“A riveting, provocative, behind-the-scenes account of an industry in turmoil.”
—Tim Bergin, Computing History Museum, American University
IT SEEMS UNTHINKABLE TODAY—but 30 years ago, when personal computers were new and the World Wide Web had not yet been invented, Steve Jobs was cast out of Apple.
The year was 1985. IBM and Microsoft seemed poised to dominate the world of personal computing. The revolutionary Macintosh, launched with such fanfare just a year earlier, was foundering. And Jobs seemed not just expendable but a threat to the company he’d built. Apple, a company started in a garage by two California whiz kids who took as their emblem the "perfect fruit," would be run by a pin-striped East Coast marketing executive.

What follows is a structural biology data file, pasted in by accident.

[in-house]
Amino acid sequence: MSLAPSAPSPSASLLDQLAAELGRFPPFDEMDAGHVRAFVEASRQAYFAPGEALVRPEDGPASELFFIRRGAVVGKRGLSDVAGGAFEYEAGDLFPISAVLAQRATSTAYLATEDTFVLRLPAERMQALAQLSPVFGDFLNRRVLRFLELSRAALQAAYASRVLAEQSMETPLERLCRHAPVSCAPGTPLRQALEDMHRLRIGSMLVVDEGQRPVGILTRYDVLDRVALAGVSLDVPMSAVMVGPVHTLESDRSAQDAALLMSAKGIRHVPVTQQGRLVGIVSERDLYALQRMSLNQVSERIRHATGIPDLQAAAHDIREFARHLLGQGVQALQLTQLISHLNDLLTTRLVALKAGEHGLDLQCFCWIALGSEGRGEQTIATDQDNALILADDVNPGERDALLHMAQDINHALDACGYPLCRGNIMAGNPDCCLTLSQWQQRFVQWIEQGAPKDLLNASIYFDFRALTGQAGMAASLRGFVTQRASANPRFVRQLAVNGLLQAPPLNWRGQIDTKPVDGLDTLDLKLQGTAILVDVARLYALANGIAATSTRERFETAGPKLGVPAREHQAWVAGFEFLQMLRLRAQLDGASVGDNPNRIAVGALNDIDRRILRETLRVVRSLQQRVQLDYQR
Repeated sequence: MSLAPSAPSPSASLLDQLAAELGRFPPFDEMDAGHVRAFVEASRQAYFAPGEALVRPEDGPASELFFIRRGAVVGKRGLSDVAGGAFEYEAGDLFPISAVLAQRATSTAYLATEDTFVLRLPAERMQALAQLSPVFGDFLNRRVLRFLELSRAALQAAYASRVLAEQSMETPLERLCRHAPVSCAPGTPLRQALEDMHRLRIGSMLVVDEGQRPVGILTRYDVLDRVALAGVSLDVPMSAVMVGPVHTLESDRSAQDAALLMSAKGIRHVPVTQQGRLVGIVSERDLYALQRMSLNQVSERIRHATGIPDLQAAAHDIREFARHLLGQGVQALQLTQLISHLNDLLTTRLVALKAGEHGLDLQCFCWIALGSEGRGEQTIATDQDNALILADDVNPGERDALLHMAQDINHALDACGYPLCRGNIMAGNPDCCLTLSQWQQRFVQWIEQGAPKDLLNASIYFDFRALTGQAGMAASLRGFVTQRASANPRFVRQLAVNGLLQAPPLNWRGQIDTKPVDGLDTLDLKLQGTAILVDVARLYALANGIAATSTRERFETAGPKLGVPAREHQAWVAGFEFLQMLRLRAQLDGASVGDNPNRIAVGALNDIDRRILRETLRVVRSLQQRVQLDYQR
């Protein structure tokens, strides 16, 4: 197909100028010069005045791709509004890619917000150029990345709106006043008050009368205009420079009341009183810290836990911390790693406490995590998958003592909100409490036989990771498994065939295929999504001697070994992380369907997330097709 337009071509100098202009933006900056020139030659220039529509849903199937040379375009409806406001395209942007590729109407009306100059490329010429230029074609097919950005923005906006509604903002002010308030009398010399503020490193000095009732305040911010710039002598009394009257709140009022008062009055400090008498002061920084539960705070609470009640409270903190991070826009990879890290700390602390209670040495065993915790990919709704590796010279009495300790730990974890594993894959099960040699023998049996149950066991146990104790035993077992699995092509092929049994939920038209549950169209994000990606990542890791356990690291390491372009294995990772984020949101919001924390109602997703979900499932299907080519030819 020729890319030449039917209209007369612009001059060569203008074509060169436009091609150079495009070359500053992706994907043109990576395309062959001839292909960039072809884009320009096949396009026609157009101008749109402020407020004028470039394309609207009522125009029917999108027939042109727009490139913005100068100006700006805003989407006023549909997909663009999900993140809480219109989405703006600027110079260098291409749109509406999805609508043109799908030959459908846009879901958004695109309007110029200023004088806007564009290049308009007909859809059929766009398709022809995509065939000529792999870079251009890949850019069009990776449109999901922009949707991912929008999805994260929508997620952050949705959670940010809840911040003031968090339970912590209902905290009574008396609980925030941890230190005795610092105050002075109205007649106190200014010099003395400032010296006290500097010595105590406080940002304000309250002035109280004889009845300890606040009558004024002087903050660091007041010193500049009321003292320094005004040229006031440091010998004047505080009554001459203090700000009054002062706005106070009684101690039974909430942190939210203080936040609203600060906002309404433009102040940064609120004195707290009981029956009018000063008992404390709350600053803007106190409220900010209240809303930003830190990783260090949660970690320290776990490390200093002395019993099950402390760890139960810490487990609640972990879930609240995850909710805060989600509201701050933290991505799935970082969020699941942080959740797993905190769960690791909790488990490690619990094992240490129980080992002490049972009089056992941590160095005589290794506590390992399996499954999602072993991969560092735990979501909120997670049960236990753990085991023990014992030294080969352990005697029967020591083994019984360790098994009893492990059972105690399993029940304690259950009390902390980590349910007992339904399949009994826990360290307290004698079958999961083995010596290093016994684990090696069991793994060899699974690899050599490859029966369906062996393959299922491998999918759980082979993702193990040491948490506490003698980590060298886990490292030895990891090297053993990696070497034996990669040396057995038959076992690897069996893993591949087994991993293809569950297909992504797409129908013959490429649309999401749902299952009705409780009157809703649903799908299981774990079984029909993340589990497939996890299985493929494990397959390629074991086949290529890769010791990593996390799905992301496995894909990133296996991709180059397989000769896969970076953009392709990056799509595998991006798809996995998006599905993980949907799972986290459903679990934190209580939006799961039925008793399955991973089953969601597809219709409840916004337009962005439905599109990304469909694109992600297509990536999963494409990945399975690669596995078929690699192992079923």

WEST OF EDEN—first published in 1989, now updated with a new introduction—tells how Jobs lured John Sculley from Pepsi-Cola to lead Apple into the future, only to find himself pushed into exile. Based on extensive interviews with Jobs, Sculley, Apple's vice presidents, the original Macintosh team, the co-founders of NeXT, and many others, it is a story of America in the ’80s—when computers seemed threatening, when conformity ruled in the corporate suites, when a desire to change the world was automatically suspect. It's the story of a visionary's fall. ■